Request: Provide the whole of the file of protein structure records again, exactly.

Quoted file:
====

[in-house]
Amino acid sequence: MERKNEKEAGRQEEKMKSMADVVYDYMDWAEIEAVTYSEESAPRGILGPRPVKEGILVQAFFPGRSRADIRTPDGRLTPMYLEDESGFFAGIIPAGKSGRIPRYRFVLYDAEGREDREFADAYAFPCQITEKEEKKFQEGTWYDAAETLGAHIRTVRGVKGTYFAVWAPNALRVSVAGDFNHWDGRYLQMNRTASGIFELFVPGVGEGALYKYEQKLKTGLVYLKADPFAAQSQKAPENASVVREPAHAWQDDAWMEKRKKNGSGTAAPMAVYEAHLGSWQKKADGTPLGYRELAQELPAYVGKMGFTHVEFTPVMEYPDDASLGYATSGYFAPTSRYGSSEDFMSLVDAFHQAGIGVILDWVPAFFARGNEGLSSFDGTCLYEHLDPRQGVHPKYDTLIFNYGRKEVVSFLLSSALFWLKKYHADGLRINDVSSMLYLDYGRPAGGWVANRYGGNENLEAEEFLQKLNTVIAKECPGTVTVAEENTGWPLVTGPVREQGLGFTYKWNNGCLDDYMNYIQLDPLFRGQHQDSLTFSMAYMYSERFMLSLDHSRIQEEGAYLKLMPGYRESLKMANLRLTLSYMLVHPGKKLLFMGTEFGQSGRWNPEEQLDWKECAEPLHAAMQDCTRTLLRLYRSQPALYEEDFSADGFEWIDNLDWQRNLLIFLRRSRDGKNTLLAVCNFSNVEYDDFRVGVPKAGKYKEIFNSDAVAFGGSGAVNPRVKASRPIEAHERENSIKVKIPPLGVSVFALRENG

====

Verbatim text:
[in-house]
Amino acid sequence: MERKNEKEAGRQEEKMKSMADVVYDYMDWAEIEAVTYSEESAPRGILGPRPVKEGILVQAFFPGRSRADIRTPDGRLTPMYLEDESGFFAGIIPAGKSGRIPRYRFVLYDAEGREDREFADAYAFPCQITEKEEKKFQEGTWYDAAETLGAHIRTVRGVKGTYFAVWAPNALRVSVAGDFNHWDGRYLQMNRTASGIFELFVPGVGEGALYKYEQKLKTGLVYLKADPFAAQSQKAPENASVVREPAHAWQDDAWMEKRKKNGSGTAAPMAVYEAHLGSWQKKADGTPLGYRELAQELPAYVGKMGFTHVEFTPVMEYPDDASLGYATSGYFAPTSRYGSSEDFMSLVDAFHQAGIGVILDWVPAFFARGNEGLSSFDGTCLYEHLDPRQGVHPKYDTLIFNYGRKEVVSFLLSSALFWLKKYHADGLRINDVSSMLYLDYGRPAGGWVANRYGGNENLEAEEFLQKLNTVIAKECPGTVTVAEENTGWPLVTGPVREQGLGFTYKWNNGCLDDYMNYIQLDPLFRGQHQDSLTFSMAYMYSERFMLSLDHSRIQEEGAYLKLMPGYRESLKMANLRLTLSYMLVHPGKKLLFMGTEFGQSGRWNPEEQLDWKECAEPLHAAMQDCTRTLLRLYRSQPALYEEDFSADGFEWIDNLDWQRNLLIFLRRSRDGKNTLLAVCNFSNVEYDDFRVGVPKAGKYKEIFNSDAVAFGGSGAVNPRVKASRPIEAHERENSIKVKIPPLGVSVFALRENG